The Bone Clocks

David Mitchell
(CC BY Kubik)

David Mitchell
Watershed, 12 November

I’m a David Mitchell fan. This fact crept up on me somewhat. Selecting which book to take for him to sign at a talk on Wednesday, I realised that not only do I own – and have read – all his books, but the last three I’ve bought in hardback pretty soon after their release. That I’ve loved them all goes without saying – why else would I keep on spending extra on them – but I do feel bad that I forgot to say that to Mitchell himself, it seems like something I should have said.

I should clarify for fellow Brits that I am talking here about the novelist David Mitchell, not the comedian David Mitchell. They’ve both written books, they’re both great and they’re both touring the West Country this week, so I’d understand any confusion.

Mitchell started by talking about his new book The Bone Clocks (which I finished reading last weekend – my review will follow soon). He says the idea for it grew from his own sense of his mortality as he reached his mid-40s, and death certainly is a recurring theme. This time, the structure is the seven ages of man, each set in a different decade and each having a different style of writing (though that makes it sound more experimental and disjointed than it is – this a coherent novel with distinct sections).

There was quite a lot of discussion of The Bone Clocks that on reflection was a bit spoilery, so I won’t share too much of that. But Mitchell did talk about several overarching themes in all his books, such as alienation and difficulty communicating, which comes from a combination of his having a stammer as a child and his years living in Japan. He discussed how he writes all his books as a series of novellas, or long short stories, with the links between them being closer and more blurred in some cases (such as Black Swan Green) than others (say, Ghostwritten). He also acknowledged the growing “uber book” that is the world in which all his novels are set. This world-building, in which not only characters but also things from previous books reappear, started out of a sense of mischief but he soon saw that it has a certain utility – it enables improbable events to become believable and adds a sense of reality, because what is familiar feels real.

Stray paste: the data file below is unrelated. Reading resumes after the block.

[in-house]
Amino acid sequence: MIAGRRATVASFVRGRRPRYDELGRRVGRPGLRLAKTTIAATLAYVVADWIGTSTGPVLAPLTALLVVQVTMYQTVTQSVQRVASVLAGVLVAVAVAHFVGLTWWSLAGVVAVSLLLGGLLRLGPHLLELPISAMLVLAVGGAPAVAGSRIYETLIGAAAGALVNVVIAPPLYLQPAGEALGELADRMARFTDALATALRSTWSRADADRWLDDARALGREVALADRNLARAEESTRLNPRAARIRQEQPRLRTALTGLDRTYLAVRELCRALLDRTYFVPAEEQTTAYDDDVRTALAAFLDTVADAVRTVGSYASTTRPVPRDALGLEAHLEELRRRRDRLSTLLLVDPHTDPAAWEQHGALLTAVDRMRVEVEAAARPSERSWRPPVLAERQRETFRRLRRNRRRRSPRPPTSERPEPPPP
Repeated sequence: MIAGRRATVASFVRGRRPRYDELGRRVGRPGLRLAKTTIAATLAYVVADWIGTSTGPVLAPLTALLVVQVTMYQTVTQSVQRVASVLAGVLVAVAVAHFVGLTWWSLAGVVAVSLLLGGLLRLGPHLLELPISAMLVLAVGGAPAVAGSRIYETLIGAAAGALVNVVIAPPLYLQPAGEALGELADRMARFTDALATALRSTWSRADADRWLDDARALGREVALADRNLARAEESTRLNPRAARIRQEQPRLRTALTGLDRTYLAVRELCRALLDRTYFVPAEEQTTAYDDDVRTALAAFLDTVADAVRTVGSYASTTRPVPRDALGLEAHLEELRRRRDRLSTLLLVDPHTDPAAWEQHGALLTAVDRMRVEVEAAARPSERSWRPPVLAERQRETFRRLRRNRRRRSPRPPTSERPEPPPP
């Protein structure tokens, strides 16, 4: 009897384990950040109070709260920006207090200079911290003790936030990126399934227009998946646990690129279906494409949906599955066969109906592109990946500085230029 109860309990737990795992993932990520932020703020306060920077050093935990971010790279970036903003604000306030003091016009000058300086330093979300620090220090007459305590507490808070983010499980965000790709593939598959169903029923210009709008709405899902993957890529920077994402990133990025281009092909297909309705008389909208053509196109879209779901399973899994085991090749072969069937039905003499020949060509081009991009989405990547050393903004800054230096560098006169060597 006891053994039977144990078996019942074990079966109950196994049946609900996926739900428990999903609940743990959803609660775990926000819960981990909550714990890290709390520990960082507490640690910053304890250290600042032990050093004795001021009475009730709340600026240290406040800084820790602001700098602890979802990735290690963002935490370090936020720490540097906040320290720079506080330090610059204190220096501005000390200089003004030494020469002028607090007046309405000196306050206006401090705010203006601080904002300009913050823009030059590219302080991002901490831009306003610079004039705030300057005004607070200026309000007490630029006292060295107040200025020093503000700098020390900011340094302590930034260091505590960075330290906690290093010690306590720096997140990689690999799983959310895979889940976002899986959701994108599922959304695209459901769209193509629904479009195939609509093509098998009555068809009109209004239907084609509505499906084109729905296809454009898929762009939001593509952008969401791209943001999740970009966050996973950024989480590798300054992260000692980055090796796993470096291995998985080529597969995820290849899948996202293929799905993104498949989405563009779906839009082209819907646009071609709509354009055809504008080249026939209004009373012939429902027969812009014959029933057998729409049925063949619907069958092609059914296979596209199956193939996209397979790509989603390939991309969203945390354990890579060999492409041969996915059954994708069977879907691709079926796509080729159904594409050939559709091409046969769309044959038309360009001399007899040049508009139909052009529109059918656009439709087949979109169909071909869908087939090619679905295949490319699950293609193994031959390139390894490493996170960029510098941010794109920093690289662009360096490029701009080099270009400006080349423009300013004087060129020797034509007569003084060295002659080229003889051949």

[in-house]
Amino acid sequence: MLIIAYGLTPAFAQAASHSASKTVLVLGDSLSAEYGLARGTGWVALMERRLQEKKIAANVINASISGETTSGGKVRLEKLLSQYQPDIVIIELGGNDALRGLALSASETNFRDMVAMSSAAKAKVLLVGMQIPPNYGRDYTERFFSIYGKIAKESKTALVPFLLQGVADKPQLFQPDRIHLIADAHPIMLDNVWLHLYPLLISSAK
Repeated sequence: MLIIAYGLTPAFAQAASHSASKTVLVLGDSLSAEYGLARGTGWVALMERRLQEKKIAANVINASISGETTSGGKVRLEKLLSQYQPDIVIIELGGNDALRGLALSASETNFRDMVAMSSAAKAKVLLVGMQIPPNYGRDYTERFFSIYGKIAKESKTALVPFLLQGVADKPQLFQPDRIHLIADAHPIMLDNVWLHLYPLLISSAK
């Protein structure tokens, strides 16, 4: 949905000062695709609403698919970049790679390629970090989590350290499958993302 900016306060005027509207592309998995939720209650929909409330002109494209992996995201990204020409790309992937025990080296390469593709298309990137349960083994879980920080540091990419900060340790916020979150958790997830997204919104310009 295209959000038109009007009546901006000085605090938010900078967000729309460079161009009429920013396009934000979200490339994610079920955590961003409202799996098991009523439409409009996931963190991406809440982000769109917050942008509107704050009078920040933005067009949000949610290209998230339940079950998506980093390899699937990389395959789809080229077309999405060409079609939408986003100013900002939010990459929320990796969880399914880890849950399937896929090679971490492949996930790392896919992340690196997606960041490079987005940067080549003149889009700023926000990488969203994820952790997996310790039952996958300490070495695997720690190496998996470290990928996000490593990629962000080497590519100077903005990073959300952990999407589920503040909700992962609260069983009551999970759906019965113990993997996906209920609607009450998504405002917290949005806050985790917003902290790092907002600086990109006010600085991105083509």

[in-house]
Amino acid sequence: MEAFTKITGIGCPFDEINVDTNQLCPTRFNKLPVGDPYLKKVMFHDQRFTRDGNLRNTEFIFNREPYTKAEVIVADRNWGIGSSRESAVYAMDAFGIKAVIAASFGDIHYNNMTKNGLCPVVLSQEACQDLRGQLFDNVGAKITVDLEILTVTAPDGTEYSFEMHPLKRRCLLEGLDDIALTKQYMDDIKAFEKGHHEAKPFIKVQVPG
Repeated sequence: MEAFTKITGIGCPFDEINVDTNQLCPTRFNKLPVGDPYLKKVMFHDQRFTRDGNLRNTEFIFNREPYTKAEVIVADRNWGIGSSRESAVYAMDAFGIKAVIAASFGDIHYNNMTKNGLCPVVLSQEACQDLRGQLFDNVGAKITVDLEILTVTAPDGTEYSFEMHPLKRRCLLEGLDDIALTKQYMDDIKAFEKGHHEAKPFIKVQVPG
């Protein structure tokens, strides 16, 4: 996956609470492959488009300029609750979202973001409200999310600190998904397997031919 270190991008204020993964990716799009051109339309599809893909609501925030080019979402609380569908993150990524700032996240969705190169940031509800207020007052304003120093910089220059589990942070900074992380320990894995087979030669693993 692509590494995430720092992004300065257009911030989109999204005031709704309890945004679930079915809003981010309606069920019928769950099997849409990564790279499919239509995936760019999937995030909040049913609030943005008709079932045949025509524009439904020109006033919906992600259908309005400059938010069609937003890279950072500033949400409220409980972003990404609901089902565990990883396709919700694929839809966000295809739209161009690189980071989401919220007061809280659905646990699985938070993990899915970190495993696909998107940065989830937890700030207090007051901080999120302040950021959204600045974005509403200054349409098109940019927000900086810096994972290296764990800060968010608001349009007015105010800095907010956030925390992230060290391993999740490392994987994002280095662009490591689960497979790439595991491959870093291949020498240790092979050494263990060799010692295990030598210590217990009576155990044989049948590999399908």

When asked about specific reactions to his book, Mitchell replied “in the same way that you can’t successfully tickle yourself, you are immune to your tricks” as a writer, i.e. he’s never read his books as a reader. (He similarly fobbed off questions about genre, saying – quite rightly – that it’s not up to him to label his books.) But when reading other people’s books, he appreciates being pulled along or swept up by them. He made the important point that pace isn’t just plot – you have to have a connection with the characters to be swept up in a book and plot is the enabler of this connection. I’d say this awareness certainly shows in his work.

Mitchell also talked about creating a sense of place. His books have been set all over the world, often in multiple locations, but they are always strongly placed. He said that writers are effectively location scouts, but also that “it’s my job to convince you that I’ve been there” – a job that can involve intensive research or a quick visit with his trusty notebook.

After a mini love-in for Ursula le Guin, Mitchell listed his other favourite authors as Halldór Laxness, Anton Chekhov, Marilynne Robinson and Jun’ichirō Tanizaki, which is a suitably international top five for such a well-travelled man!

Finally, Mitchell revealed that he is working on a book largely set in 1960s London and New York, due for publication in 2016. And even more excitingly, he has written a short novel (his first short book!) as a spin-off from The Bone Clocks and that will be published in 2015. It’s clearly a great time to be a David Mitchell fan.

This event was part of the Bristol Festival of Ideas.

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